An almost 10-acre cannabis cultivation operation in Cebada Canyon near Lompoc was approved by the Santa Barbara County Planning Commission on a split vote over the objection of neighbors last week.
Commissioners voted 3-2, with 3rd District Commissioner John Parke and 1st District Commissioner Michael Cooney dissenting, to grant a conditional use permit to Tu Tran for the NewEra LLC cannabis cultivation operation on 9.66 acres of a 100.49-acre property at 2720 Cebada Canyon Road.
“I understand the concerns of the neighbors, as cannabis is still a controversial subject and the stigma that surrounds it, and I want to do whatever I can to ease the neighbors’ concerns as much as possible,” Tran told the commission.
Tran modified the project originally presented to the commission in May to address some of the neighbors’ and commissioners’ concerns, including reducing the size from 10.16 to 9.66 acres by increasing the setback on the north side from 630 to 650 feet from a neighboring home.
He also agreed to eliminate the hoop structures proposed for that northern section, designated Area 4, which will be used for younger plants, and to retain 395 citrus and avocado trees currently growing on the site.
In addition, Tran changed the project description to include the removal of the plastic on the remaining hoop houses after the single harvest each fall and its replacement only after spring planting begins.
No processing will take place on-site, and cannabis will be transported out as soon as it is harvested using Mercendes-Benz Sprinter vans. The five full-time employees and eight additional seasonal employees will be transported via vanpool.
Stephen Peterson of Flowers & Associates said the changes increased the amount of open space preserved from 73% to 80% and the water use would be reduced by 71%.
When Parke asked how water use could be reduced if the existing avocado and citrus trees were retained, Peterson said they would not be watered to the level needed to maintain production.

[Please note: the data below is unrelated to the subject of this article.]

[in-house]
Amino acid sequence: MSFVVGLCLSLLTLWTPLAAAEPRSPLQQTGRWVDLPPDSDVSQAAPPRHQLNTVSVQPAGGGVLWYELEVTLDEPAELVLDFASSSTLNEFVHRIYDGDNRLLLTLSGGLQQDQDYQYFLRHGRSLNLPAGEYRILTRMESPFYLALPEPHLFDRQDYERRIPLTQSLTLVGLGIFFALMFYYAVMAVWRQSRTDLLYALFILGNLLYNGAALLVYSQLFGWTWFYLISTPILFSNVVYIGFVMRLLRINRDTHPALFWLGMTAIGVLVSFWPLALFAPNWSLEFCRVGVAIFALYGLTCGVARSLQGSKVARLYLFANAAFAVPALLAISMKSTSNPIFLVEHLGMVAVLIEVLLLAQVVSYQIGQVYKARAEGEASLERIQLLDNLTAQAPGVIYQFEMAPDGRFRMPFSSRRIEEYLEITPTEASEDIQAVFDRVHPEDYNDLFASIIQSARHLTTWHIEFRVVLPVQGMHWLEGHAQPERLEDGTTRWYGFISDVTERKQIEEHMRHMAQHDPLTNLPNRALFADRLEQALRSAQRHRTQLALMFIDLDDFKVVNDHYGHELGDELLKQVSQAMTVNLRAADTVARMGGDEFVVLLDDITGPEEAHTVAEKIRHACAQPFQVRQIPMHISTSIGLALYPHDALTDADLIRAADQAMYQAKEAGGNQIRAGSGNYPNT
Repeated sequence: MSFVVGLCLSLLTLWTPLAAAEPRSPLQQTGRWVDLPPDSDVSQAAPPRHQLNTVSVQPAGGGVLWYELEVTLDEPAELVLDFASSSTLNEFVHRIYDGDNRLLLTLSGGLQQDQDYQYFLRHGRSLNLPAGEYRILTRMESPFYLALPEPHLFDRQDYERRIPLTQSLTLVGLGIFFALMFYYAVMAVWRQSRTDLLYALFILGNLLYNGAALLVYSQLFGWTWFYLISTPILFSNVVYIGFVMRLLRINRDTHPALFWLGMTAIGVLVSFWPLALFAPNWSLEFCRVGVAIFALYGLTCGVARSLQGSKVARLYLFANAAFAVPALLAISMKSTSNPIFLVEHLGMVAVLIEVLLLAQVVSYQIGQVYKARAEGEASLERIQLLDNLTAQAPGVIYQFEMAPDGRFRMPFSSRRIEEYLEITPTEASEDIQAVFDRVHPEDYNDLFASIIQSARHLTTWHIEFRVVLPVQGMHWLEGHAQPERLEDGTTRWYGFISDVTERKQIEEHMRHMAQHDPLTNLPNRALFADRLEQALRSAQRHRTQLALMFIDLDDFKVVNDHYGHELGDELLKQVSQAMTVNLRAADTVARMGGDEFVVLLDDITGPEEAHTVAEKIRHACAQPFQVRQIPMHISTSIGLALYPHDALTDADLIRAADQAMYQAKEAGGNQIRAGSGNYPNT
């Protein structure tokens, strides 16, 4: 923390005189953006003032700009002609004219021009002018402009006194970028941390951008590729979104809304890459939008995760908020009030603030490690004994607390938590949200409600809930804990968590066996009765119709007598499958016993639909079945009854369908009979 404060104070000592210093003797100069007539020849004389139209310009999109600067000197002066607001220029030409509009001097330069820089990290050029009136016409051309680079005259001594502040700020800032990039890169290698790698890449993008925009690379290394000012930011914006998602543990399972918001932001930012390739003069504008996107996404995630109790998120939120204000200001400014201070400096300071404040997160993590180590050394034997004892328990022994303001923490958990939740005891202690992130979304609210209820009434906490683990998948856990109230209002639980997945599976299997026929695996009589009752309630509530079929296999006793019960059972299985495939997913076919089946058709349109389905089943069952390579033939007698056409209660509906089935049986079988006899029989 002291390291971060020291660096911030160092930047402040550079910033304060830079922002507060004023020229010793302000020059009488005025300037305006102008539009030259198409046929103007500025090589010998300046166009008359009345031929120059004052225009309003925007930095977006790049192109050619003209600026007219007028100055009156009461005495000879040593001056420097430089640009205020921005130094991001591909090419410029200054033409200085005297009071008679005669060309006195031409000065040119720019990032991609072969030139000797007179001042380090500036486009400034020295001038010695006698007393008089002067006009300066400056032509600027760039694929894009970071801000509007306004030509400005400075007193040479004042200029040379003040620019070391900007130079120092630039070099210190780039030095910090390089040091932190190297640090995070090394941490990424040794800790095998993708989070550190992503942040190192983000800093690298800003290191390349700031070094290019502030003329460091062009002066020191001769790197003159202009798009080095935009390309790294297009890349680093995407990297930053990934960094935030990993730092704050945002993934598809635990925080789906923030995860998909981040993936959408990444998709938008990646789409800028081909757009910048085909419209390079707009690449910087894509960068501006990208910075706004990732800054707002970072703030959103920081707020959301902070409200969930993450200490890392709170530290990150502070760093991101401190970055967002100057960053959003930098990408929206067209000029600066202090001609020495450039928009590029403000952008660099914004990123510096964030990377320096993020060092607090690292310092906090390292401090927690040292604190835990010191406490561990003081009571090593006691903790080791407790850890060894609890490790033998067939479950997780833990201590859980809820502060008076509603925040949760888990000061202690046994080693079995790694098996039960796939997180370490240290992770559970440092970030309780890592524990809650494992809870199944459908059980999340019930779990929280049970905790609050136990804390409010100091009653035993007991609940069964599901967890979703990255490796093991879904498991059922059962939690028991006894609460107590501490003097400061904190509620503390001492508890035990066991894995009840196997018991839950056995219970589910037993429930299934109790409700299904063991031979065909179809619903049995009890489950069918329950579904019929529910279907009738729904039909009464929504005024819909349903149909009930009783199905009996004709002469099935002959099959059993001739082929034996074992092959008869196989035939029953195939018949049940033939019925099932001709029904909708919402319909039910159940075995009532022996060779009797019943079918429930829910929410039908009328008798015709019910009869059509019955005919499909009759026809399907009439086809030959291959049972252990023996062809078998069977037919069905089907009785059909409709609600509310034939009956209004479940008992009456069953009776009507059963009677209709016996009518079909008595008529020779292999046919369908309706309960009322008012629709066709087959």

Six people spoke against the project, citing concerns about security, inadequate odor control, danger from increased traffic on Cebada Canyon Road.
“The key issue is neighborhood compatibility,” said Marc Chytilo, representing the Johnson family, although he also cited the odor plan, potential harm to biological resources and water use.
He asked that a decision be delayed so Tran could do more work to improve the odor control plan, which primarily relies on terrain and buffer vegetation but would respond with increasing measures based on complaints.
Five people spoke in support of Tran, testifying to his character, his community-oriented activities and his willingness to change the project to address concerns.
“The main question is, is cannabis agriculture or is it not?” asked Chairman Larry Ferini, whose 4th District encompasses the site, noting the site and surrounding properties are zoned AG-2. “It makes it difficult for residents that built homes in the middle of big ag properties. It’s agriculture. Ag smells.
“I don’t see where they don’t have the right to move forward,” he said.
Second District Commissioner Laura Bridley agreed and said she fully supported the project, as did 5th District Commissioner Dan Blough.
Cooney said he could not make the finding the project would fit into the neighborhood but would support a continuance to let Tran work on the odor control plan.
“I have to oppose the project on that basis because I think we have ample evidence that the project will not be compatible with the neighborhood,” Cooney said. “The project as presented is not going to assure us that the neighborhood will be comfortable.”
Parke said he couldn’t imagine how to do more to mitigate the impact of the project.
“The finding that it is incompatible is hard to make,” Parke said. “But a finding of ‘compatible’ is also hard to make. … On balance, I could not make the finding [of compatibility]. I would not support the project.”